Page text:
In making the fitting of this invention, the ferrule means is first placed over the end of the member to be coupled. Then, using a cup-shaped setting means or tool described in more detail below, it is moved a predetermined axial distance along the member to an axial location on the member which has been determined by the sizes of the tubing in the system and the coupling nut and coupling body used. The ferrule means is then fixedly joined to the member by an appropriate and known method. In the preferred embodiment, brazing is used to fuse the ferrule means to the member, but it is clear that other joining means, such as epoxy resin, might be used as long as they are effective to firmly anchor the ferrule means to the member in a predetermined fixed position and thereby preclude axial movement or pullout of the fitting under the stresses to which the fitting may be subjected.

In fusing the ferrule means to the member by brazing,

a conventional brazing ring may be placed over the end i of the member and adjacent the forward end of the cylindrical portion of the ferrule means or a flattened brazing ring may be placed in a groove in the rearward end of the ferrule means. The ferrule means and brazing ring are then heated to the melting point temperature of the brazing material causing the brazing material to flow by gravity and/or capillary action into the void between the ferrule means and the outside surface of the fluid conducting member.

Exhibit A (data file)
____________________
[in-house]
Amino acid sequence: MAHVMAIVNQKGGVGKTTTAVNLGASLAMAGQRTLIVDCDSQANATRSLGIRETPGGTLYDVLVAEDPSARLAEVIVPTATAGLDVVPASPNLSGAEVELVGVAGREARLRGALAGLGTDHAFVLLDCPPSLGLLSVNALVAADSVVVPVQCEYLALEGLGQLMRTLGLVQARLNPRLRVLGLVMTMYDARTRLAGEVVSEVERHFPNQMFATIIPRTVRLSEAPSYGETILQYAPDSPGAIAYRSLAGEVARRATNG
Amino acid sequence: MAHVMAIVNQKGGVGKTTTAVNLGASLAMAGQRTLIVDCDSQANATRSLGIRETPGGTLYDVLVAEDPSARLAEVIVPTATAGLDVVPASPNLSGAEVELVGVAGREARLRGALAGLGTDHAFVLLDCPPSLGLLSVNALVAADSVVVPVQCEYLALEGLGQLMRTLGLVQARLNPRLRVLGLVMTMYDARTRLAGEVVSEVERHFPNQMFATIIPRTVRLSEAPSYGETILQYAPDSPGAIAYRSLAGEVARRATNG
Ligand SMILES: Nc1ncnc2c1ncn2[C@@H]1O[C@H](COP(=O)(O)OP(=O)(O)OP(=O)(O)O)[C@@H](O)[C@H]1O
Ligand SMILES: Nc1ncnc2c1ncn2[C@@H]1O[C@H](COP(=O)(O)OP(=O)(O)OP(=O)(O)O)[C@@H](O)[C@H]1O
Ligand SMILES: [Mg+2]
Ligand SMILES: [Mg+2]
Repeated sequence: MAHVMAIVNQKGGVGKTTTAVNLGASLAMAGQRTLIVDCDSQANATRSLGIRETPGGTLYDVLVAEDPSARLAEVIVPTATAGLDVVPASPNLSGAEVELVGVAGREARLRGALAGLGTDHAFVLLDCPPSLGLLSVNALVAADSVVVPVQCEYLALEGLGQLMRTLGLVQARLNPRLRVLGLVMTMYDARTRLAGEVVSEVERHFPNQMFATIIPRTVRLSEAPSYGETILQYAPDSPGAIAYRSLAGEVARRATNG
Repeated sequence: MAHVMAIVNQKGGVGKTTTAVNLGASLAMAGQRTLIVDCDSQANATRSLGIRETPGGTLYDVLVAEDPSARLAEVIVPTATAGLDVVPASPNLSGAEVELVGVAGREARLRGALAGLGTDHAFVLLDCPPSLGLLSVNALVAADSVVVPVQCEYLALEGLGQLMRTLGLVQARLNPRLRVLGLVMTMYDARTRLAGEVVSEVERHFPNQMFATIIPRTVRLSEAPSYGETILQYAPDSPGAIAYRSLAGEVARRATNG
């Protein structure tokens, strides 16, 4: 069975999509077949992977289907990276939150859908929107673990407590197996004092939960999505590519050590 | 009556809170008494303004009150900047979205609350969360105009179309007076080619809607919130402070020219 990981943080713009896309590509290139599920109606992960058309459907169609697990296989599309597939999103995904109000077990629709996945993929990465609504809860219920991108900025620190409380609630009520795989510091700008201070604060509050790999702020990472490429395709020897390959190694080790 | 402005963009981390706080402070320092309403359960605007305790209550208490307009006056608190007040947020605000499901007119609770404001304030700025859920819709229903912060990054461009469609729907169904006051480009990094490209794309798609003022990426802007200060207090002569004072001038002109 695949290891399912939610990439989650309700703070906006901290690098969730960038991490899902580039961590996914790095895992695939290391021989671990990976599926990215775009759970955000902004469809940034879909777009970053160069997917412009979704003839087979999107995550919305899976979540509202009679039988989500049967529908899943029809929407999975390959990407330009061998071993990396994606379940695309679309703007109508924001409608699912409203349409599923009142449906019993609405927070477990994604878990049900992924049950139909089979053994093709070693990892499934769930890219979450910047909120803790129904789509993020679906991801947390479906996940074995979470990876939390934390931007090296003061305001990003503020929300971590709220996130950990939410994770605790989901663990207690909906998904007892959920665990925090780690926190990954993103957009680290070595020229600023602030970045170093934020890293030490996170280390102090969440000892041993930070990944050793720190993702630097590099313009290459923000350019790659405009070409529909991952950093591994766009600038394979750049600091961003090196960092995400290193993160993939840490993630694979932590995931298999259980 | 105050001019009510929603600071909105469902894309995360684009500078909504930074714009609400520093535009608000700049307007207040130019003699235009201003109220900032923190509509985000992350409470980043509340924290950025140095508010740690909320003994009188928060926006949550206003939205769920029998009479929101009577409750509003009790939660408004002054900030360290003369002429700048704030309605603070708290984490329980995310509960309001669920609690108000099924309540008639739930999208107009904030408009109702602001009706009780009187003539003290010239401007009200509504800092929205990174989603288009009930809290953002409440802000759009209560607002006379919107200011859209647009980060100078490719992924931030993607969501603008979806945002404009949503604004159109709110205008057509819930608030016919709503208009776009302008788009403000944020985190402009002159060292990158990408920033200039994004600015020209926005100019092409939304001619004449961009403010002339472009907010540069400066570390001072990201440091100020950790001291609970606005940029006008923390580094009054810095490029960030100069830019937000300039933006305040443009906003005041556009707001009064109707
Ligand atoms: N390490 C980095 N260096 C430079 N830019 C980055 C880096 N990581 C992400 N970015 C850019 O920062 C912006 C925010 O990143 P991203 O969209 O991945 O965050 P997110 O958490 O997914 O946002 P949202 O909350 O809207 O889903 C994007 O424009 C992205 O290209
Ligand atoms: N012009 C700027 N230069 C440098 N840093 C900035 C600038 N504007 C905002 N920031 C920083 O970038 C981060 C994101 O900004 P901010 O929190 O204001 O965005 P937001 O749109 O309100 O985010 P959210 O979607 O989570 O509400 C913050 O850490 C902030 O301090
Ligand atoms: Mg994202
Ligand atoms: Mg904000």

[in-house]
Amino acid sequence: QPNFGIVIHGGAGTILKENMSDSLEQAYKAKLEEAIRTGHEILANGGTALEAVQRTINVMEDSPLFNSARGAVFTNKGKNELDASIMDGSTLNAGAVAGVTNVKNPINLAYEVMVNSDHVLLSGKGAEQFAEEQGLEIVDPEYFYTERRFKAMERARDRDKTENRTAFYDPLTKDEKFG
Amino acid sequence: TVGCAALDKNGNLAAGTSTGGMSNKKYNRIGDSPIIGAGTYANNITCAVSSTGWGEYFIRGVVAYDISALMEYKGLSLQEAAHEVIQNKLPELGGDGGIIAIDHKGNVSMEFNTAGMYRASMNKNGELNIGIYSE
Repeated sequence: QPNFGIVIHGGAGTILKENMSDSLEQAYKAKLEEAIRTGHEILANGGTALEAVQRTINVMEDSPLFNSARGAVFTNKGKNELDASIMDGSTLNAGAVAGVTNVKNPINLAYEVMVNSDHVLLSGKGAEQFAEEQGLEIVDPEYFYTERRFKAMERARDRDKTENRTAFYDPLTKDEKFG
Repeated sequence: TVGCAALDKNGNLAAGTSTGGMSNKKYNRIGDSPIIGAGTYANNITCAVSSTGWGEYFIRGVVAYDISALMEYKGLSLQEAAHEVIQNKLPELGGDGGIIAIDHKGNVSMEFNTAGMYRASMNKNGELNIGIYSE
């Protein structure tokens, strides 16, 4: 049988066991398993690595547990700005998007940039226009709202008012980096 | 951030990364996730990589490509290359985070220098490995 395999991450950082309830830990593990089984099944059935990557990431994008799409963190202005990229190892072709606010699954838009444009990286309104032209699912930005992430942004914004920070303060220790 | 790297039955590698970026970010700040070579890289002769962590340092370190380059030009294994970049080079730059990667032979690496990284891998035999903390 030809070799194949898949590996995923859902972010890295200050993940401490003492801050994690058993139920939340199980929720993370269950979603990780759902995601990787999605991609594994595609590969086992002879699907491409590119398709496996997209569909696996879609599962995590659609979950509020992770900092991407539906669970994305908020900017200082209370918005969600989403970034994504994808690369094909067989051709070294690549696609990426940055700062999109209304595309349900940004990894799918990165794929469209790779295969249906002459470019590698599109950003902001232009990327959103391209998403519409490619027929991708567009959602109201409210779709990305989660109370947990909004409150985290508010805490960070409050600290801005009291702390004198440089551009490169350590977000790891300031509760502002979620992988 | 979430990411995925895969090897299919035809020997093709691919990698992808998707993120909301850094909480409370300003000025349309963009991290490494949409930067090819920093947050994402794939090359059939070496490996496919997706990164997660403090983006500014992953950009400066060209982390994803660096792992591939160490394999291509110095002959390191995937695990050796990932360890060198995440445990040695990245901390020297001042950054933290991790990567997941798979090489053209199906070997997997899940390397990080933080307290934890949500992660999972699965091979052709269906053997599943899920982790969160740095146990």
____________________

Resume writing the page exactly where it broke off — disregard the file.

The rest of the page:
The resilient sealing means is then moved over the end of the member and placed adjacent the ferrule means, or if desired, placed so thatthe rearward surfaces of the sealing means abut the forward surfaces of the ferrule means. Such intimate positioning is not necessary, however, since the subsequent torquing of the coupling nut with respect to the coupling body will move the resilient sealing means into proper position for sealing.